A GROUP of Indian and Pakistani professionals on Tuesday (16) won their court appeal against the British government’s decision to reject their right to settle in the UK over a controversial national security clause.
The four applicants, three of whom are Indian and one Pakistani, were refused their Indefinite Leave to Remain (ILR) in the UK under a skilled visa category over perceived dishonesty in reporting their earnings to HMRC.
Their cases were combined for the purpose of the hearing at the Royal Courts of Justice in London, which ruled against home secretary Sajid Javid and found his approach was “legally flawed” to apply paragraph 322(5) of the immigration rules related to conduct and character.
“The formal result is that each of these four appeals will be allowed,” concluded the judgment handed down by Lord Justice Underhill, Lord Justice Hickinbottom and Lord Justice Singh.
“The approach taken by (Javid) in deciding to refuse the applications for leave to remain in each of these cases on paragraph 322 (5) grounds – which we take to have been his general approach in all earnings discrepancy cases – was legally flawed,” the judgment noted.
The judges concluded that the Home Office proceeded directly from finding discrepancies in reported earnings by the applicants to a decision that they were the result of dishonesty, without giving the applicants an opportunity to “proffer an innocent explanation”.
They lay out a number of procedural directions, which are likely to impact other similar cases in future.
“It is a big relief, but it has been a very long and difficult journey,” said Ashish Balajigari, from Hyderabad in south India. His application for ILR must now be reassessed after the court found that he had not been given “an opportunity to make representations” in response to an allegation that he had “acted dishonestly” over what he had submitted was a rectified accountant error.
The case of another Indian professional, Somnath Majumder, was found to have been “plainly flawed” and a “clear breach of the duty of procedural fairness by the Secretary of State”.
Majumder, who is believed to have since returned to India, had the refusal of his settlement right in the UK “quashed”.
Fellow Indian national Avais Kawos and his wife and children will also be among those whose case must be reconsidered, alongside the case of Pakistani national Amor Albert.
The test case follows months of legal wrangles faced by professionals, largely from south Asia, who were entitled to apply for Indefinite Leave to Remain (ILR) after a minimum of five years’ lawful residency in the UK.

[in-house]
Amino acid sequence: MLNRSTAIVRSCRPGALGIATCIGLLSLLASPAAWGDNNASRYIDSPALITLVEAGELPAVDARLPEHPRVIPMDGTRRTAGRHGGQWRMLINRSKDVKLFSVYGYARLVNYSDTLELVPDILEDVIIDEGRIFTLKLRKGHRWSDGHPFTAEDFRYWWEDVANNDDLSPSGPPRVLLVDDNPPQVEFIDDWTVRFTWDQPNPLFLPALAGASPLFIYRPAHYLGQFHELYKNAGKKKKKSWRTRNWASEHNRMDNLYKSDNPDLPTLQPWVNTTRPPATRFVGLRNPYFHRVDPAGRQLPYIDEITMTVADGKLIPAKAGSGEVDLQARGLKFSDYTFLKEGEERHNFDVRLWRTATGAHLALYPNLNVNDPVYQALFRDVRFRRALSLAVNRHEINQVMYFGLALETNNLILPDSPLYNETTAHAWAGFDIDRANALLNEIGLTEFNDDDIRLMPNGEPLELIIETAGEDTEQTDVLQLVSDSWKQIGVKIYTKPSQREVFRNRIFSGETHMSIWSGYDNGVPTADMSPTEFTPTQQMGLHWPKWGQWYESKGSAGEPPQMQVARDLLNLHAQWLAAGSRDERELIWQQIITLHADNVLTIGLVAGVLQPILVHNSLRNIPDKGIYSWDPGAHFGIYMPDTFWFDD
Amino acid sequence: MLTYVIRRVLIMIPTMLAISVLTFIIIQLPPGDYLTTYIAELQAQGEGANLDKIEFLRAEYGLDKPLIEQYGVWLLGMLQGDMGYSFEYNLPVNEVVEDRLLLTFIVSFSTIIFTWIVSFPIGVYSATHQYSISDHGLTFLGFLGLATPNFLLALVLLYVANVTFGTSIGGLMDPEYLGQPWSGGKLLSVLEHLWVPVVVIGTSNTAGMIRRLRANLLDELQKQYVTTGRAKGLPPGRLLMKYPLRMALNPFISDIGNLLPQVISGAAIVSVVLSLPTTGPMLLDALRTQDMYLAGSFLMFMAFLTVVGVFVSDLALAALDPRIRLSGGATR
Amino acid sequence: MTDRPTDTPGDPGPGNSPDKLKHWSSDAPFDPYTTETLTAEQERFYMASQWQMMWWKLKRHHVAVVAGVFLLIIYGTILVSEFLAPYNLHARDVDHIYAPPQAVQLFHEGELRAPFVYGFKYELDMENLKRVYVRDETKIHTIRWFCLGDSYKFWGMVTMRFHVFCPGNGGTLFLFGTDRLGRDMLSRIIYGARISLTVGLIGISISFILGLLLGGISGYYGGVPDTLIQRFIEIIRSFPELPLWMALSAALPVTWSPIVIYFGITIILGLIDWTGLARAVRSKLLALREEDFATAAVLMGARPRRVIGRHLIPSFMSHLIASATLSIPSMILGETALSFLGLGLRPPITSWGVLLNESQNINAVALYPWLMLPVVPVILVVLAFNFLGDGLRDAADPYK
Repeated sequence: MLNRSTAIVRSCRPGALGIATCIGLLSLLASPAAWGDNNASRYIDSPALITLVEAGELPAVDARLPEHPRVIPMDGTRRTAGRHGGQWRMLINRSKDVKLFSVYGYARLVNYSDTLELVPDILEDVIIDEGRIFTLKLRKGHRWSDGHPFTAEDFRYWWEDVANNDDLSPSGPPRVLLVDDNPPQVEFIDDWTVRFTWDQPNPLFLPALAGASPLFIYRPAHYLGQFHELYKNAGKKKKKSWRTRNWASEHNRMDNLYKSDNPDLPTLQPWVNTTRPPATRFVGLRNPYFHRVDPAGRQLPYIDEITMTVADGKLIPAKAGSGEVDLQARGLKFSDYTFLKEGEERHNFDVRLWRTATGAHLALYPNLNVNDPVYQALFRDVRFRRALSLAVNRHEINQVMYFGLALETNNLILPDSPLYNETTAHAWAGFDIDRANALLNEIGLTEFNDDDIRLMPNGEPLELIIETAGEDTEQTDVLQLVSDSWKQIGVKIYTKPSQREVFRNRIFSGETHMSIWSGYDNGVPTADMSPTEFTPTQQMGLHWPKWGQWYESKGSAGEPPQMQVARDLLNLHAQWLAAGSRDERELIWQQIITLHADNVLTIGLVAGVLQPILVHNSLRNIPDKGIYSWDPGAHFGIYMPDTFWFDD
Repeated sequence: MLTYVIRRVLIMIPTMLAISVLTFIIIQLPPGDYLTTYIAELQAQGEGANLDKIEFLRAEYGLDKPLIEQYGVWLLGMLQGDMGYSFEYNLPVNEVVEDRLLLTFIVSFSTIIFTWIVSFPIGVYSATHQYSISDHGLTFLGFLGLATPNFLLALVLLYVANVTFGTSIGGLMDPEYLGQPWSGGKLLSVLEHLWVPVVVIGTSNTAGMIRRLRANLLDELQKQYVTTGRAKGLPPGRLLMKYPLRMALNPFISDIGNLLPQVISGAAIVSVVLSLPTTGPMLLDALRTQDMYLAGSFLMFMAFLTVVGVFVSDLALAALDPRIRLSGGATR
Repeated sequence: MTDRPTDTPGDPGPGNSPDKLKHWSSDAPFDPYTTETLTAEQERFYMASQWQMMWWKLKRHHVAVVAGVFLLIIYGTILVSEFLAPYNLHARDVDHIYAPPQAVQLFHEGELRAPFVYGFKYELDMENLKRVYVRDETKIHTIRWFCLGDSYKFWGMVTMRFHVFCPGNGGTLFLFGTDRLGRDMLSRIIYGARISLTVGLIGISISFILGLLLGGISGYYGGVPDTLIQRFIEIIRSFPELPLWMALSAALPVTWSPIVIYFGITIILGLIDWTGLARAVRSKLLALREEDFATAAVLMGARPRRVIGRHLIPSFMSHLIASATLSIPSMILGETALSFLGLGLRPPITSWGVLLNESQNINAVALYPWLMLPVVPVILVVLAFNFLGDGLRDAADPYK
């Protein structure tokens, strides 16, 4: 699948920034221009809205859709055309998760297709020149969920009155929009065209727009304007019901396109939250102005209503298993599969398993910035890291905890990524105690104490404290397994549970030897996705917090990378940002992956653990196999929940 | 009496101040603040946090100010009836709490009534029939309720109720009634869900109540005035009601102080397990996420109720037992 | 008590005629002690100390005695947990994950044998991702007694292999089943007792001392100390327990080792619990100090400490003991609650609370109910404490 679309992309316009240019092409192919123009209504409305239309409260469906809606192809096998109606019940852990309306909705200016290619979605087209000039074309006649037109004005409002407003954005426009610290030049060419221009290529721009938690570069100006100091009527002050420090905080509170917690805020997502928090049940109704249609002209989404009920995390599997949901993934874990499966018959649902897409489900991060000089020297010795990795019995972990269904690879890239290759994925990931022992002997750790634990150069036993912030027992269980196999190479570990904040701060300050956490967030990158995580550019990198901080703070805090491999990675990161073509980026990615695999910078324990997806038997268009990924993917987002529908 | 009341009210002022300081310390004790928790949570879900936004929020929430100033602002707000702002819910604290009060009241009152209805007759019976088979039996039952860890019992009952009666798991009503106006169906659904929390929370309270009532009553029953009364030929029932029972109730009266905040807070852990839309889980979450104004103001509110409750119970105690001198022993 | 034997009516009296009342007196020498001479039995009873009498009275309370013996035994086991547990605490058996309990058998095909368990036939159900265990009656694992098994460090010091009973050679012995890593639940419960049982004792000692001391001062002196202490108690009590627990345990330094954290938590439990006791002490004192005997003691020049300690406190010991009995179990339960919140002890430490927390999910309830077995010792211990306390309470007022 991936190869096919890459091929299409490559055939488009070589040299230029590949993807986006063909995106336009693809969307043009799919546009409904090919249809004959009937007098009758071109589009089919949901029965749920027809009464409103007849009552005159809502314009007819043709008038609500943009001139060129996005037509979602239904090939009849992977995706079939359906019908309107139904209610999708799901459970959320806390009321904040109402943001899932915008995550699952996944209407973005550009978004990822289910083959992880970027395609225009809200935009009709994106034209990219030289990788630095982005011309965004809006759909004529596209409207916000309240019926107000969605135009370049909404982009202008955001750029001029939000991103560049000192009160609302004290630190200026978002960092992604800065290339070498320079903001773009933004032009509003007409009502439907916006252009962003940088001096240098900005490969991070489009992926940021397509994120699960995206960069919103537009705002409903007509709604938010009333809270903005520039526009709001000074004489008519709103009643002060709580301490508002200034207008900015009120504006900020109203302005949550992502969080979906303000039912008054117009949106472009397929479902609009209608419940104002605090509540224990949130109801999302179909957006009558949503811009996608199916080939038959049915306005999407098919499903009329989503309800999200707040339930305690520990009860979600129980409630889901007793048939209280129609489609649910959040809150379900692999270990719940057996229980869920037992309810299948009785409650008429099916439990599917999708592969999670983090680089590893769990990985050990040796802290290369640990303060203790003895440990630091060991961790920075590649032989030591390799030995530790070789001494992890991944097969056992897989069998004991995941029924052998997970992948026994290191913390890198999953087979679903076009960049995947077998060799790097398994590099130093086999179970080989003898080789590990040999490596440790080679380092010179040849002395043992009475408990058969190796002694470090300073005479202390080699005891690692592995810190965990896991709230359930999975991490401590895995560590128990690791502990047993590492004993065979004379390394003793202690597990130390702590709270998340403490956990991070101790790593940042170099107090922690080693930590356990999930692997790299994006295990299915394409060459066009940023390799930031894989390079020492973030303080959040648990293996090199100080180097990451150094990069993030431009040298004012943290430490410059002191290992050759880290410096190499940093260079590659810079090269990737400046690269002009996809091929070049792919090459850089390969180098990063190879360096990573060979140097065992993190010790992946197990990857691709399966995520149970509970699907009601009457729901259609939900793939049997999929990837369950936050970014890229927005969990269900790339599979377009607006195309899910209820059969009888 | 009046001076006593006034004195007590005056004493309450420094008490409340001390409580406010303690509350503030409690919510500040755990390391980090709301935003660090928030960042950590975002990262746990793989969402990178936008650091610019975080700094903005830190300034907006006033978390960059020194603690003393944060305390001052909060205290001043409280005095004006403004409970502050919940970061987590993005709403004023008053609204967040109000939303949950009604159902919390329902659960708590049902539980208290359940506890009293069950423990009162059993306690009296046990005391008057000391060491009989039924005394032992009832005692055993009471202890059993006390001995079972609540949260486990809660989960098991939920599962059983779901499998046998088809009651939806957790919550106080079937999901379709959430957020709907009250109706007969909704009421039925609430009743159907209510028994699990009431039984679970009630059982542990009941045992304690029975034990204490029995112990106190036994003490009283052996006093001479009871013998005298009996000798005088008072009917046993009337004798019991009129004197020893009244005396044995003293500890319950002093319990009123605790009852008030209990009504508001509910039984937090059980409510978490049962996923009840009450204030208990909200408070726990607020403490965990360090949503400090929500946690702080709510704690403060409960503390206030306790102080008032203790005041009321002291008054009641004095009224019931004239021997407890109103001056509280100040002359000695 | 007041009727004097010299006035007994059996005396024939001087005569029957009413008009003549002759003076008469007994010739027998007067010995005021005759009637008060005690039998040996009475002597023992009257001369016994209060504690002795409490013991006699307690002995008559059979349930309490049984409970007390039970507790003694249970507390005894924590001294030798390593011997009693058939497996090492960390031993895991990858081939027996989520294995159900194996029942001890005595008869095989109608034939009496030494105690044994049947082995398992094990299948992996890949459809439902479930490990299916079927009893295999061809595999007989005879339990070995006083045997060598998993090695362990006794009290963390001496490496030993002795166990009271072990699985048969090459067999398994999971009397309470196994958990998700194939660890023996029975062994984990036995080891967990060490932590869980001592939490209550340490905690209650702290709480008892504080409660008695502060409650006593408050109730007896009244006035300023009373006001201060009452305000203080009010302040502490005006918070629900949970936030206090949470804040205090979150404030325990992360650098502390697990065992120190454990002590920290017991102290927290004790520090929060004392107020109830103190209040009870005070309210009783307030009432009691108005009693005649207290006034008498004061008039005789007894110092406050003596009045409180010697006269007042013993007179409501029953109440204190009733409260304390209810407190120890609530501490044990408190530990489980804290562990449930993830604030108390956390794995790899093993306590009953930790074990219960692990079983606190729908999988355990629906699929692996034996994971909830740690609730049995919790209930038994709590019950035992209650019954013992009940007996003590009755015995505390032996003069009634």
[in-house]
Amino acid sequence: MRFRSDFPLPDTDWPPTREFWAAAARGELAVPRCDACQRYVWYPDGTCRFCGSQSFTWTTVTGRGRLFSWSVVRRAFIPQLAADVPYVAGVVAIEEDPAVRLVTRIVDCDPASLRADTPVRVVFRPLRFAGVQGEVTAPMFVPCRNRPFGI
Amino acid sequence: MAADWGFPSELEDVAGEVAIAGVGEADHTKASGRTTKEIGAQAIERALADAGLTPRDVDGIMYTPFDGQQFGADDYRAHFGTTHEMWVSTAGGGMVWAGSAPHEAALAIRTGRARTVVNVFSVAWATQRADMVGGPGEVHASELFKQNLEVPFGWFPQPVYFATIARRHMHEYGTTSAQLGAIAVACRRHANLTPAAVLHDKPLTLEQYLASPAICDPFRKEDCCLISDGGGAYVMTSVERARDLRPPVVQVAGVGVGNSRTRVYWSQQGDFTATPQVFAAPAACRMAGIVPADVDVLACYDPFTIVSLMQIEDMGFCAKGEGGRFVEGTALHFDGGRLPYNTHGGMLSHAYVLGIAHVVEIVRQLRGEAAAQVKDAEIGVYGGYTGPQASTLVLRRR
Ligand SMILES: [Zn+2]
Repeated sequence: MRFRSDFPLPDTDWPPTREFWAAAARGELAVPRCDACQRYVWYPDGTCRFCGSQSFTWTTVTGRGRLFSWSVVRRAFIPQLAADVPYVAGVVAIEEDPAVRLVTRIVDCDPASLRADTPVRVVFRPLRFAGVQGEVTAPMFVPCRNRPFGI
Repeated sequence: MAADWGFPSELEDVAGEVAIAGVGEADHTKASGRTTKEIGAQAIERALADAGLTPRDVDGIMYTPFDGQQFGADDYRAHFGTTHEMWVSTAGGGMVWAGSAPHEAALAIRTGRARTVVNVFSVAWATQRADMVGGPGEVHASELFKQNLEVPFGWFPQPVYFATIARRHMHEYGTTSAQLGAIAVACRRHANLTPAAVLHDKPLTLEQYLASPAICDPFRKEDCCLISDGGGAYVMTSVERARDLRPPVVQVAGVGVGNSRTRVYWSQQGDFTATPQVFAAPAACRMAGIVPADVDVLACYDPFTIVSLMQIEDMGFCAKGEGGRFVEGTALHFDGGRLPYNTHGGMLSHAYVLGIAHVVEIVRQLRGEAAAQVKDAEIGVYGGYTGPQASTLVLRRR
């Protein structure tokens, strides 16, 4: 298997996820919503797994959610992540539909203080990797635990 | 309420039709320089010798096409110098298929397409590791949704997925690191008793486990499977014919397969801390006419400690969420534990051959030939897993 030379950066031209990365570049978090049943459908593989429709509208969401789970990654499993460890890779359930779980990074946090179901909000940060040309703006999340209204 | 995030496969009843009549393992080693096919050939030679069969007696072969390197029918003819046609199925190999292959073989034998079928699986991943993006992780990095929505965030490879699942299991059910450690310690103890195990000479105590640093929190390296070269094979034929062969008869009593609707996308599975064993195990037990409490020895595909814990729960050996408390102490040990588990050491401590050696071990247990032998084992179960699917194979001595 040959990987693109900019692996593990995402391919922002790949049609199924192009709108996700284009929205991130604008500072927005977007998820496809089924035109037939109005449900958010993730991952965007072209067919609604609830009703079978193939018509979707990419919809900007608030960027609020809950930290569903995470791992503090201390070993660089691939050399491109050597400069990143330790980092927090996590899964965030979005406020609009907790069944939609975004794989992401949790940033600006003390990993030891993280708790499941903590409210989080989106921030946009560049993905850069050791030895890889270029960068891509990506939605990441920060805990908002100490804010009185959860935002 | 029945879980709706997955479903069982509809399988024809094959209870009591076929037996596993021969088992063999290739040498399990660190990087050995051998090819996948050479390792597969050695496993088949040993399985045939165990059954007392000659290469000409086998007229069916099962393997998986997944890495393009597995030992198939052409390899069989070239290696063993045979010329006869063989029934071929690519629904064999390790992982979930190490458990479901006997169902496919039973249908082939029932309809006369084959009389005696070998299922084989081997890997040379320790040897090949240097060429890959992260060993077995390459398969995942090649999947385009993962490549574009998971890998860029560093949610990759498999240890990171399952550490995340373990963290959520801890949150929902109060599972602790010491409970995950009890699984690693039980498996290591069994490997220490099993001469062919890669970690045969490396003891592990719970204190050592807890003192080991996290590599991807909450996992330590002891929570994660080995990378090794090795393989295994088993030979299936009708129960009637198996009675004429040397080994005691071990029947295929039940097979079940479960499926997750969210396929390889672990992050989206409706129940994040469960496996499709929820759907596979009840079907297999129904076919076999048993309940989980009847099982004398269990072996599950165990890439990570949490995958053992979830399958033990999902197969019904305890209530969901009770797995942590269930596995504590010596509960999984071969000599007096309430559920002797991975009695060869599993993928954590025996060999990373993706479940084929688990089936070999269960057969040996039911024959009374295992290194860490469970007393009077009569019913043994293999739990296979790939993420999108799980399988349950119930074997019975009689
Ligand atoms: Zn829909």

Legal experts noted a pattern of many such applications being turned down by Home Office caseworkers citing clause 322(5) of the UK Immigration Act, a discretionary rule aimed at denying convicted criminals and terrorists the right to live in the UK.
The Home Office questioned the “good character” of these professionals over apparent differences in their declared earnings to the UK tax department and the Home Office in order to make up the required income-related points on their settlement application.
The Court of Appeal judgment said the Home Office must also consider whether any such “dishonesty” renders the presence of the applicant in the UK undesirable or whether there are other factors which outweigh the presumption in favour of removal and admits that human rights factors would also come into play in such cases.
A Home Office spokesperson said that the department would consider the judgment and its response to it “carefully”.
“The Court agreed that the use of paragraph 322(5) is appropriate in these types of cases and that we are right to expect a full and convincing explanation from people when there are discrepancies in their tax records and immigration applications,” the spokesperson said.
The issue had also led to a Home Office review last year, with the government admitting errors were made in denying some professionals the right to live and work in the UK over the controversial clause. However, it has maintained the overall use of paragraph 322(5) falls within policy guidelines.